Whooo boy, this show can be a lot. It sometimes feels like an advanced seminar on semiotics is trying to break out of an experimental streaming half-hour, or perhaps it’s the other way around.
But what a heart “I Love Dick” has, and what a devotion to honesty. If there’s one truth that “I Love Dick” understands, it’s that attraction can be ruined when the object of that attraction has lost his or her air of mystery. Getting to know someone as an actual human being is how deeper bonds are established, of course, but the frisky possibilities of not being privy to all the mundane, prosaic details can be, as Chris is all too aware, kind of sexy.
“I Love Dick” ping-pongs between the faltering relationship between Chris and Sylvere (Griffin Dunne), between that couple and various Marfa residents, between theory and idea, between the body and mind, between art and drinking, between pure lust and fluctuating self-esteem. All the dizzying detours and heady concepts can lead to a sense of opaque confusion: Is the show about ideas, or is it about people who care about ideas?
At its best, “I Love Dick” makes both those realms come alive. But sometimes it’s less a blend of the intellectual and the sensuous than an uneasy or even awkward coalition. That said, it’s hard to fault a show for taking on too much, especially given that this one is so passionately, demonstrably interested in seeing where curiosity and desire can take an adventurous, self-doubting adult.
Given that the show is so interested in exploring boundaries, it’s not surprising that some of its conventional aspects hold it back at times. When “Dick” gets loose and weird and wanders out of the range of the sometimes suffocating neuroses of Chris and Sylvere, it’s often at its most interesting. It can be hard to care about whether the couple splits up, given how tenuous and sour their bond often seems. But wanting more from the rest of the Marfa ensemble is partly a matter of witnessing how good supporting actors Roberta Colindrez, Lily Mojekwu, and India Menuez are. Episodes in which they and other striving artists and art-lovers dominate the story are often the most lively, the most representative of the show’s generous impulses, and the most fun.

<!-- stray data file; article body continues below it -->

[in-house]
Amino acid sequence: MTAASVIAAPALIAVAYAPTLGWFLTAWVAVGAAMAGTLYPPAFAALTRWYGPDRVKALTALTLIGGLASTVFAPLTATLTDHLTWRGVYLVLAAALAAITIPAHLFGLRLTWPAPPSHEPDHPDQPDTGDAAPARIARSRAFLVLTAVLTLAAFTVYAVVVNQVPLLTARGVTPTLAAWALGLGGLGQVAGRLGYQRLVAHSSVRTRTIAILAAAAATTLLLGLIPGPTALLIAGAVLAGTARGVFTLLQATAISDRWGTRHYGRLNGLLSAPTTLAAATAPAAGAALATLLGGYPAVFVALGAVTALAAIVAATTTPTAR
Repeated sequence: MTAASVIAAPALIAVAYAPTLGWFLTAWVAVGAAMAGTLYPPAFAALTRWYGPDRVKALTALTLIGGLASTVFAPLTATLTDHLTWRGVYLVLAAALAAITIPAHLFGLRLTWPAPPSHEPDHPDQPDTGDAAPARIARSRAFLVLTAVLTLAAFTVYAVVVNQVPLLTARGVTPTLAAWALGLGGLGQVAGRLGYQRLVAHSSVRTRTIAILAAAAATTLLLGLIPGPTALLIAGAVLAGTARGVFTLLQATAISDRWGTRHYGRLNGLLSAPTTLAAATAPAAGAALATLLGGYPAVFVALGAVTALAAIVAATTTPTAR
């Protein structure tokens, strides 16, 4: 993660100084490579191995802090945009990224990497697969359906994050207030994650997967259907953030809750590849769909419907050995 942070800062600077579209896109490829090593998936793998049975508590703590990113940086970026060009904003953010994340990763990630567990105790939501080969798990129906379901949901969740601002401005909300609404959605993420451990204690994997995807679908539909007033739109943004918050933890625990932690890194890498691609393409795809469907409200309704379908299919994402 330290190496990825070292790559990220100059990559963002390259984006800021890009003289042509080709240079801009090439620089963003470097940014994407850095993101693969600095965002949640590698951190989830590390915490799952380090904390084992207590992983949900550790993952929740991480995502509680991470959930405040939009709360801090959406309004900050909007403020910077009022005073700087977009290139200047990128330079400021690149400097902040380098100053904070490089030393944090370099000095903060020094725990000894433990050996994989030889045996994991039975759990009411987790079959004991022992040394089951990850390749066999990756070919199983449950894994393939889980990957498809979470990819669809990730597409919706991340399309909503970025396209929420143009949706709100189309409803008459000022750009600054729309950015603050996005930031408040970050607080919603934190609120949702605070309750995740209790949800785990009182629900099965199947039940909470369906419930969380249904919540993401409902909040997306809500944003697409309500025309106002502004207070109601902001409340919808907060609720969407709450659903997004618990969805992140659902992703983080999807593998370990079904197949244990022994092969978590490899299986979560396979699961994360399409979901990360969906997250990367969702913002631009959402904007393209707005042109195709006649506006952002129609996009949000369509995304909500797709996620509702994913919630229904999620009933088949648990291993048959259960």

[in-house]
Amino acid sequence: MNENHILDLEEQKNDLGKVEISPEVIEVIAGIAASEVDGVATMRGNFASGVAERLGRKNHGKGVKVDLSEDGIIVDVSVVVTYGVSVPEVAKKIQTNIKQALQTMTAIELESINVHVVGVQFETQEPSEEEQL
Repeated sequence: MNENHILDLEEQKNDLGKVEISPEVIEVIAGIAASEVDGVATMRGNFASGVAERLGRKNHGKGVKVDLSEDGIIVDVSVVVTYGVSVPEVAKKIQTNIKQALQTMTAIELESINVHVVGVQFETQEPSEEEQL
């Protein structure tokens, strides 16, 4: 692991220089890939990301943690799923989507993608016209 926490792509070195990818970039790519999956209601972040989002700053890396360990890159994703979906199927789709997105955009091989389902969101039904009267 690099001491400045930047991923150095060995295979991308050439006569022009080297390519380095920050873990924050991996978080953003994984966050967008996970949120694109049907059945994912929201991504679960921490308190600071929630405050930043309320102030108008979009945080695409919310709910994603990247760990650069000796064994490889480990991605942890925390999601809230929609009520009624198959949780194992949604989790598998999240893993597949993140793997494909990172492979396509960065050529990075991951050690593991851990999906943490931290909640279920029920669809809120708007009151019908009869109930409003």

If you’re iffy about “I Love Dick” after watching the pilot, jump to episode five. It’s not normal for TV critics to endorse this approach, but we live in TV-saturated times, and in any event, “I Love Dick,” which is based on a cult novel by Chris Kraus, isn’t all that concerned with linearity.
In the fifth episode, a lineup of women narrate key moments from their romantic and sexual histories, and it’s likely to be one of the year’s best episodes of television. The women’s bodies aren’t exploited and their desires aren’t shorn of all their weird edges and strange threads; their stories are strange and relatable and full of specificity and discovery. It’s a sharp, empathic tour de force.
Without giving too much away, the season finale features scenes that give fierce and sometimes joyous punctuations to everything that has gone before. The final episode celebrates art and community and all the ways that people use them to connect and find themselves. And lose themselves, too.
Variety TV critic Sonia Saraiya reviewed the first three episodes of “I Love Dick” when it premiered at Sundance; that review is here.